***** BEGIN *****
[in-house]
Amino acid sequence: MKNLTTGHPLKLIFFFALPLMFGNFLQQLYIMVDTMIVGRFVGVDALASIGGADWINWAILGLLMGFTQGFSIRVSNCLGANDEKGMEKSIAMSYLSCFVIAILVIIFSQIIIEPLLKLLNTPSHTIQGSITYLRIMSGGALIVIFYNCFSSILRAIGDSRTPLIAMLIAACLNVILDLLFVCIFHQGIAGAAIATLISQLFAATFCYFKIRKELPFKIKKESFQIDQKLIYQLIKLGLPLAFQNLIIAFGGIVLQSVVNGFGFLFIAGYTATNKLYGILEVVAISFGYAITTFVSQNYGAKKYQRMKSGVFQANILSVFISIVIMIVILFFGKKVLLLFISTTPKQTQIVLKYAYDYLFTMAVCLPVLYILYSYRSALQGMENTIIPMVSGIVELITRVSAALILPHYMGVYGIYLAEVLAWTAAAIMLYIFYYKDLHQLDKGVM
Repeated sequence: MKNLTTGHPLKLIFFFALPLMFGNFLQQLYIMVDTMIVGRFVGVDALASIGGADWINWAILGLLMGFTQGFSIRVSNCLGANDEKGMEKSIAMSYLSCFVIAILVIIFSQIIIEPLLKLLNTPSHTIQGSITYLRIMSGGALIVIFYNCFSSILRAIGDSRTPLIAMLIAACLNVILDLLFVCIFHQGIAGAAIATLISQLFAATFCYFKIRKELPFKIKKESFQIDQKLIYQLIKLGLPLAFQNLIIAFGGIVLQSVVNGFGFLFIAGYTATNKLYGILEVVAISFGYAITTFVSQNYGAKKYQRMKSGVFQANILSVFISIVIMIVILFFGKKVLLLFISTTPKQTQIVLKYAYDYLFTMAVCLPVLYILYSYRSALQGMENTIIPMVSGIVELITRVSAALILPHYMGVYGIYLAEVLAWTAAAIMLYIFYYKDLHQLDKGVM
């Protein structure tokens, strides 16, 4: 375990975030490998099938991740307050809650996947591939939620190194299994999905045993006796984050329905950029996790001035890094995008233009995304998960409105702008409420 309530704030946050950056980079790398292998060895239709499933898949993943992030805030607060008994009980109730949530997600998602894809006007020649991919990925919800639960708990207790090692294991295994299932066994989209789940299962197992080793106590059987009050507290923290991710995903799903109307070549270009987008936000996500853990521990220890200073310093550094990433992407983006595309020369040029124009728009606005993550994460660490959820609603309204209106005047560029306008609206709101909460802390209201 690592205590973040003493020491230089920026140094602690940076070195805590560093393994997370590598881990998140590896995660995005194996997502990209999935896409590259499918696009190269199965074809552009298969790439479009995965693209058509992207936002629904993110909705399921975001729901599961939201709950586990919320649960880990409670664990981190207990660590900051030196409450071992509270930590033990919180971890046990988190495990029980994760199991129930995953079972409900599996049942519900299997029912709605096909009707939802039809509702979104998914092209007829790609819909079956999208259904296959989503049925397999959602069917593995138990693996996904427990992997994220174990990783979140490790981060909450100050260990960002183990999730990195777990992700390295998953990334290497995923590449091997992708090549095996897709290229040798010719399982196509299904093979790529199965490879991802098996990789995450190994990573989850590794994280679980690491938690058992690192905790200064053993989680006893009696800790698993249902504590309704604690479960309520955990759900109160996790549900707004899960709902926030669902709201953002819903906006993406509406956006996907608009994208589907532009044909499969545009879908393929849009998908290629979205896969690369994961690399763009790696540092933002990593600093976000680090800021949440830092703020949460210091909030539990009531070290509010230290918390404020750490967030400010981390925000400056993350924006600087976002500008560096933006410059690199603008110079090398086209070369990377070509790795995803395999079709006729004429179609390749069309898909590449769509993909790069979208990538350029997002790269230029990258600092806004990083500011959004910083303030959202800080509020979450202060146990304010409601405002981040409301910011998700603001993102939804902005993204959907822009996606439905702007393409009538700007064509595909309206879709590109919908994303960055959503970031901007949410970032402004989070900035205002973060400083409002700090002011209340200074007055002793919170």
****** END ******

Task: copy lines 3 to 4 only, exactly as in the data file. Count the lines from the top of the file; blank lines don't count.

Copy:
Repeated sequence: MKNLTTGHPLKLIFFFALPLMFGNFLQQLYIMVDTMIVGRFVGVDALASIGGADWINWAILGLLMGFTQGFSIRVSNCLGANDEKGMEKSIAMSYLSCFVIAILVIIFSQIIIEPLLKLLNTPSHTIQGSITYLRIMSGGALIVIFYNCFSSILRAIGDSRTPLIAMLIAACLNVILDLLFVCIFHQGIAGAAIATLISQLFAATFCYFKIRKELPFKIKKESFQIDQKLIYQLIKLGLPLAFQNLIIAFGGIVLQSVVNGFGFLFIAGYTATNKLYGILEVVAISFGYAITTFVSQNYGAKKYQRMKSGVFQANILSVFISIVIMIVILFFGKKVLLLFISTTPKQTQIVLKYAYDYLFTMAVCLPVLYILYSYRSALQGMENTIIPMVSGIVELITRVSAALILPHYMGVYGIYLAEVLAWTAAAIMLYIFYYKDLHQLDKGVM
């Protein structure tokens, strides 16, 4: 375990975030490998099938991740307050809650996947591939939620190194299994999905045993006796984050329905950029996790001035890094995008233009995304998960409105702008409420 309530704030946050950056980079790398292998060895239709499933898949993943992030805030607060008994009980109730949530997600998602894809006007020649991919990925919800639960708990207790090692294991295994299932066994989209789940299962197992080793106590059987009050507290923290991710995903799903109307070549270009987008936000996500853990521990220890200073310093550094990433992407983006595309020369040029124009728009606005993550994460660490959820609603309204209106005047560029306008609206709101909460802390209201 690592205590973040003493020491230089920026140094602690940076070195805590560093393994997370590598881990998140590896995660995005194996997502990209999935896409590259499918696009190269199965074809552009298969790439479009995965693209058509992207936002629904993110909705399921975001729901599961939201709950586990919320649960880990409670664990981190207990660590900051030196409450071992509270930590033990919180971890046990988190495990029980994760199991129930995953079972409900599996049942519900299997029912709605096909009707939802039809509702979104998914092209007829790609819909079956999208259904296959989503049925397999959602069917593995138990693996996904427990992997994220174990990783979140490790981060909450100050260990960002183990999730990195777990992700390295998953990334290497995923590449091997992708090549095996897709290229040798010719399982196509299904093979790529199965490879991802098996990789995450190994990573989850590794994280679980690491938690058992690192905790200064053993989680006893009696800790698993249902504590309704604690479960309520955990759900109160996790549900707004899960709902926030669902709201953002819903906006993406509406956006996907608009994208589907532009044909499969545009879908393929849009998908290629979205896969690369994961690399763009790696540092933002990593600093976000680090800021949440830092703020949460210091909030539990009531070290509010230290918390404020750490967030400010981390925000400056993350924006600087976002500008560096933006410059690199603008110079090398086209070369990377070509790795995803395999079709006729004429179609390749069309898909590449769509993909790069979208990538350029997002790269230029990258600092806004990083500011959004910083303030959202800080509020979450202060146990304010409601405002981040409301910011998700603001993102939804902005993204959907822009996606439905702007393409009538700007064509595909309206879709590109919908994303960055959503970031901007949410970032402004989070900035205002973060400083409002700090002011209340200074007055002793919170």